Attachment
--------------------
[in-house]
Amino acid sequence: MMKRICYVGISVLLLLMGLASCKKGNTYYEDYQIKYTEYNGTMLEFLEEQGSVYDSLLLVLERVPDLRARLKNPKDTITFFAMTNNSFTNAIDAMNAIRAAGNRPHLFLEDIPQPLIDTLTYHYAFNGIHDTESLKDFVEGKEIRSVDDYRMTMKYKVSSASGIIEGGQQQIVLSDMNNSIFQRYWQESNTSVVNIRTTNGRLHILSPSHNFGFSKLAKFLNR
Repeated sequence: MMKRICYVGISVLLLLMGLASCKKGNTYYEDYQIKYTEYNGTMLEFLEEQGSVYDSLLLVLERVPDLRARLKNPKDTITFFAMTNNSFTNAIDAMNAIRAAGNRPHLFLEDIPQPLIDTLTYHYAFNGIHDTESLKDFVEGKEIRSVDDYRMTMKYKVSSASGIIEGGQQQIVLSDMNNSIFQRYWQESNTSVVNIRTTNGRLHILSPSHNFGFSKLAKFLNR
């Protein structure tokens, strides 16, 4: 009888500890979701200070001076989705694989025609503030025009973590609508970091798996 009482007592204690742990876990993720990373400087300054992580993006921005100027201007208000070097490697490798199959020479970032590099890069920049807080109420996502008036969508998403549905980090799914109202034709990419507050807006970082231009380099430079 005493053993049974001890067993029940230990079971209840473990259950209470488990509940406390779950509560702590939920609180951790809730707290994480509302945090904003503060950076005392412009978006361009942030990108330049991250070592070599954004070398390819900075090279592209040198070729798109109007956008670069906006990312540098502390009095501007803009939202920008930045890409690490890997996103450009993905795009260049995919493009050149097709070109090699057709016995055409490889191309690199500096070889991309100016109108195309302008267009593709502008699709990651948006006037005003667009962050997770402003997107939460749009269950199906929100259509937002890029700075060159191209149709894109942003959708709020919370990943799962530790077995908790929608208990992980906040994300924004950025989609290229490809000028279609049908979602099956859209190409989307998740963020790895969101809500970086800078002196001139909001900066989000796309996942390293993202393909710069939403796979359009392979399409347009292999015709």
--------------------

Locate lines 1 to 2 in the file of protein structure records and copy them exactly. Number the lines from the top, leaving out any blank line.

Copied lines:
[in-house]
Amino acid sequence: MMKRICYVGISVLLLLMGLASCKKGNTYYEDYQIKYTEYNGTMLEFLEEQGSVYDSLLLVLERVPDLRARLKNPKDTITFFAMTNNSFTNAIDAMNAIRAAGNRPHLFLEDIPQPLIDTLTYHYAFNGIHDTESLKDFVEGKEIRSVDDYRMTMKYKVSSASGIIEGGQQQIVLSDMNNSIFQRYWQESNTSVVNIRTTNGRLHILSPSHNFGFSKLAKFLNR